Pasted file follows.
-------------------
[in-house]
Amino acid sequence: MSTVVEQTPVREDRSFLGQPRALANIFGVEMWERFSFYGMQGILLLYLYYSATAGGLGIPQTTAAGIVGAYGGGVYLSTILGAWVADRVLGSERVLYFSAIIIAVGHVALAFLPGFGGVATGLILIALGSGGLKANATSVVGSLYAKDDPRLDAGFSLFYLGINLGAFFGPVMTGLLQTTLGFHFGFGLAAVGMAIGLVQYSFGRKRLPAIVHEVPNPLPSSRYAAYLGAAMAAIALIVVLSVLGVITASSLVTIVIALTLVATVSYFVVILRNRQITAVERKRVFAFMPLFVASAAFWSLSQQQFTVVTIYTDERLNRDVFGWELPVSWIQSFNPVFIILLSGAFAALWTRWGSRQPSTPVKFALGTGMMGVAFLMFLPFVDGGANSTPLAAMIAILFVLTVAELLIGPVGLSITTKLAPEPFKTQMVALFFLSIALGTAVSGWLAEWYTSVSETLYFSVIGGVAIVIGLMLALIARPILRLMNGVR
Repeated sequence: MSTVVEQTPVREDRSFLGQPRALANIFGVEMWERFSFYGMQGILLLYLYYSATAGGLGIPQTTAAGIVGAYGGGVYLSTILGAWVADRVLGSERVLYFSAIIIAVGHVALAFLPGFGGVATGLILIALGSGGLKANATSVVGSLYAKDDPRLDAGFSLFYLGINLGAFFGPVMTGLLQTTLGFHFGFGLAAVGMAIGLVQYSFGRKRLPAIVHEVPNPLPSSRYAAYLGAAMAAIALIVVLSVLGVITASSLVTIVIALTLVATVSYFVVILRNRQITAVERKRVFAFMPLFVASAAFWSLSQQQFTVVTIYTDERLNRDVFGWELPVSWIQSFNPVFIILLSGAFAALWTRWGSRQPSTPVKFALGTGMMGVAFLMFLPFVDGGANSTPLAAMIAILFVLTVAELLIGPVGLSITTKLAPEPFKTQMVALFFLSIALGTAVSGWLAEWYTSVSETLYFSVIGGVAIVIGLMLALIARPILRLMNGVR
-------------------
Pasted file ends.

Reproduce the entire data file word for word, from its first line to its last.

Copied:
[in-house]
Amino acid sequence: MSTVVEQTPVREDRSFLGQPRALANIFGVEMWERFSFYGMQGILLLYLYYSATAGGLGIPQTTAAGIVGAYGGGVYLSTILGAWVADRVLGSERVLYFSAIIIAVGHVALAFLPGFGGVATGLILIALGSGGLKANATSVVGSLYAKDDPRLDAGFSLFYLGINLGAFFGPVMTGLLQTTLGFHFGFGLAAVGMAIGLVQYSFGRKRLPAIVHEVPNPLPSSRYAAYLGAAMAAIALIVVLSVLGVITASSLVTIVIALTLVATVSYFVVILRNRQITAVERKRVFAFMPLFVASAAFWSLSQQQFTVVTIYTDERLNRDVFGWELPVSWIQSFNPVFIILLSGAFAALWTRWGSRQPSTPVKFALGTGMMGVAFLMFLPFVDGGANSTPLAAMIAILFVLTVAELLIGPVGLSITTKLAPEPFKTQMVALFFLSIALGTAVSGWLAEWYTSVSETLYFSVIGGVAIVIGLMLALIARPILRLMNGVR
Repeated sequence: MSTVVEQTPVREDRSFLGQPRALANIFGVEMWERFSFYGMQGILLLYLYYSATAGGLGIPQTTAAGIVGAYGGGVYLSTILGAWVADRVLGSERVLYFSAIIIAVGHVALAFLPGFGGVATGLILIALGSGGLKANATSVVGSLYAKDDPRLDAGFSLFYLGINLGAFFGPVMTGLLQTTLGFHFGFGLAAVGMAIGLVQYSFGRKRLPAIVHEVPNPLPSSRYAAYLGAAMAAIALIVVLSVLGVITASSLVTIVIALTLVATVSYFVVILRNRQITAVERKRVFAFMPLFVASAAFWSLSQQQFTVVTIYTDERLNRDVFGWELPVSWIQSFNPVFIILLSGAFAALWTRWGSRQPSTPVKFALGTGMMGVAFLMFLPFVDGGANSTPLAAMIAILFVLTVAELLIGPVGLSITTKLAPEPFKTQMVALFFLSIALGTAVSGWLAEWYTSVSETLYFSVIGGVAIVIGLMLALIARPILRLMNGVR